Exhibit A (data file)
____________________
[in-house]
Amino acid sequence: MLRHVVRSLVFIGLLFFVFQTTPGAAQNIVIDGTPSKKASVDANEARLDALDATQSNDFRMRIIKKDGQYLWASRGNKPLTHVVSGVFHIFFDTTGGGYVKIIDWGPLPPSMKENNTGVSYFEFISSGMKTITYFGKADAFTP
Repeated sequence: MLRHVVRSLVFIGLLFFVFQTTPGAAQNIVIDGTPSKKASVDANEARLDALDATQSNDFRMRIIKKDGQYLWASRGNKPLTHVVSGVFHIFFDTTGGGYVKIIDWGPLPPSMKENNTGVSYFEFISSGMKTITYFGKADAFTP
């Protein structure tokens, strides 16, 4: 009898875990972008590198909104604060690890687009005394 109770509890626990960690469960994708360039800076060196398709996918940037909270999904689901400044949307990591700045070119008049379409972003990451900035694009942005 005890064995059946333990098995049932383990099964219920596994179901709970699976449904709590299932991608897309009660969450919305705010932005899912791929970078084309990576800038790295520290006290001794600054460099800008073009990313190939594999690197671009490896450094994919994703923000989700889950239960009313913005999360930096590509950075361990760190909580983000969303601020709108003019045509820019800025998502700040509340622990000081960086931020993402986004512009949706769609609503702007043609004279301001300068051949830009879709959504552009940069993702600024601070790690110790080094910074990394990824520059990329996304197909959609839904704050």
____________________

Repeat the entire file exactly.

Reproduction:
[in-house]
Amino acid sequence: MLRHVVRSLVFIGLLFFVFQTTPGAAQNIVIDGTPSKKASVDANEARLDALDATQSNDFRMRIIKKDGQYLWASRGNKPLTHVVSGVFHIFFDTTGGGYVKIIDWGPLPPSMKENNTGVSYFEFISSGMKTITYFGKADAFTP
Repeated sequence: MLRHVVRSLVFIGLLFFVFQTTPGAAQNIVIDGTPSKKASVDANEARLDALDATQSNDFRMRIIKKDGQYLWASRGNKPLTHVVSGVFHIFFDTTGGGYVKIIDWGPLPPSMKENNTGVSYFEFISSGMKTITYFGKADAFTP
């Protein structure tokens, strides 16, 4: 009898875990972008590198909104604060690890687009005394 109770509890626990960690469960994708360039800076060196398709996918940037909270999904689901400044949307990591700045070119008049379409972003990451900035694009942005 005890064995059946333990098995049932383990099964219920596994179901709970699976449904709590299932991608897309009660969450919305705010932005899912791929970078084309990576800038790295520290006290001794600054460099800008073009990313190939594999690197671009490896450094994919994703923000989700889950239960009313913005999360930096590509950075361990760190909580983000969303601020709108003019045509820019800025998502700040509340622990000081960086931020993402986004512009949706769609609503702007043609004279301001300068051949830009879709959504552009940069993702600024601070790690110790080094910074990394990824520059990329996304197909959609839904704050």